Posterior Calcaneal Spur

Overview

A heel spur is an abnormal growth of the heel bone, the largest bone in the foot which absorbs the greatest amount of shock and pressure. Calcium deposits form when the plantar fascia pulls away from the heel area, causing a bony protrusion, or heel spur to develop. The plantar fascia is a broad band of fibrous tissue located along the bottom surface of the foot that runs from the heel to the forefoot. Heel spurs can cause extreme pain in the rearfoot, especially while standing or walking.

Causes

Heel spurs develop as an abnormal growth in the heel bone due to calcium deposits that form when the plantar fascia pulls away from the heel. This stretching of the plantar fascia is usually the result of over-pronation (flat feet), but people with unusually high arches (pes cavus) can also develop heel spurs. Women have a significantly higher incidence of heel spurs due to the types of footwear often worn on a regular basis.

Calcaneal Spur

Symptoms

The following symptoms are typical of heel spur. Stabbing pain when treading on the area affected. Dull, irregularly occurring pains in the heel area also without exerting pressure (e.g. in a reclining position) Pain when taking the first steps in the morning (after lying or sitting down for an extended period, especially in the morning) Occasional swelling in the ankle area. For the lower heel spur, extreme sensitivity at the tendon attachment (laterally in the lower heel area) For the upper heel spur, extreme pressure sensitivity of the Achilles tendon, primarily at approximately ankle height.

Diagnosis

A Diagnosis of Heel Spur Syndrome is a very common reason for having heel pain. Heel pain may be due to other types of conditions such as tendonitis, Haglund’s Deformity, Stress Fracture, Tarsal Tunnel Syndrome, or low back problems. A more common condition in children is Sever’s Disease. The diagnosis is usually made with a combination of x-ray examination and symptoms.

Non Surgical Treatment

Heel spurs can be treated by wearing orthotic insoles inside the shoe. Orthotics are designed to correct incorrect gait, in particular over-pronation (rolling in of the foot and collapsing of the arches). Over-pronation is a very common foot condition, affecting at least half of the population. It is a major contributing cause of heel spurs. Orthotics are very effective in that the device corrects the foot to its natural position. By supporting the arches properly and preventing excess rolling in of the foot, the plantar fascia is placed under much less strain and stress compared to an unsupported foot. Less strain on the ligament means less pulling away from the heel bone, allowing the inflammation to heal faster. In addition to orthotic treatment, most podiatrists and physiotherapists recommend a series of exercises to help make the ligaments in the feet and legs longer and more flexible. In turn this will help reduce strain on the plantar fascia.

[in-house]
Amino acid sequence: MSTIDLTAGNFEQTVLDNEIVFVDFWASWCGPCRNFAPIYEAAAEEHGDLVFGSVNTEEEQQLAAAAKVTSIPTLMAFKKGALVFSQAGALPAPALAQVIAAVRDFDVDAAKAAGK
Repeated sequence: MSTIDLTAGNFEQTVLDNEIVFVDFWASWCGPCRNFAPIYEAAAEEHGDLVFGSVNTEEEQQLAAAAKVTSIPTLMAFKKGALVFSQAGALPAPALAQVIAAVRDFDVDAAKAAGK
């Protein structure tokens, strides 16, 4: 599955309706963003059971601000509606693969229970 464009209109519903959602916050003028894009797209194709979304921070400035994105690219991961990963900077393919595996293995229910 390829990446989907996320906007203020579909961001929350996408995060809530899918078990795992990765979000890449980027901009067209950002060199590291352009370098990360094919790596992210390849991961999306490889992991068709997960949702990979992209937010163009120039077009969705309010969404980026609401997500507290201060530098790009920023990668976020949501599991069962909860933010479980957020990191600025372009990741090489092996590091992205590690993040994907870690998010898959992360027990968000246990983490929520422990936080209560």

Surgical Treatment

In a small number of cases (usually less than 5 percent), patients may not experience relief after trying the recommendations listed above. It is important that conservative treatments (such as those listed above) be performed for AT LEAST a year before considering surgery. Time is important in curing the pain from heel spurs, and insufficient treatment before surgery may subject you to potential complications from the procedure. If these treatments fail, your doctor may consider an operation to loosen the plantar fascia, called a plantar fascia release.

Prevention

In order to prevent heel spurs, it?s important that you pay attention to the physical activities you engage in. Running or jogging on hard surfaces, such as cement or blacktop, is typical for competitive runners, but doing this for too long without breaks can lead to heel spurs and foot pain. Likewise, the shoes you wear can make a big difference in whether or not you develop heel spurs. Have your shoes and feet checked regularly by our Dallas podiatrist to ensure that you are wearing the proper equipment for the activities. Regular checkups with a foot and ankle specialist can help avoid the development of heel spurs.

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Heel Spur Exercises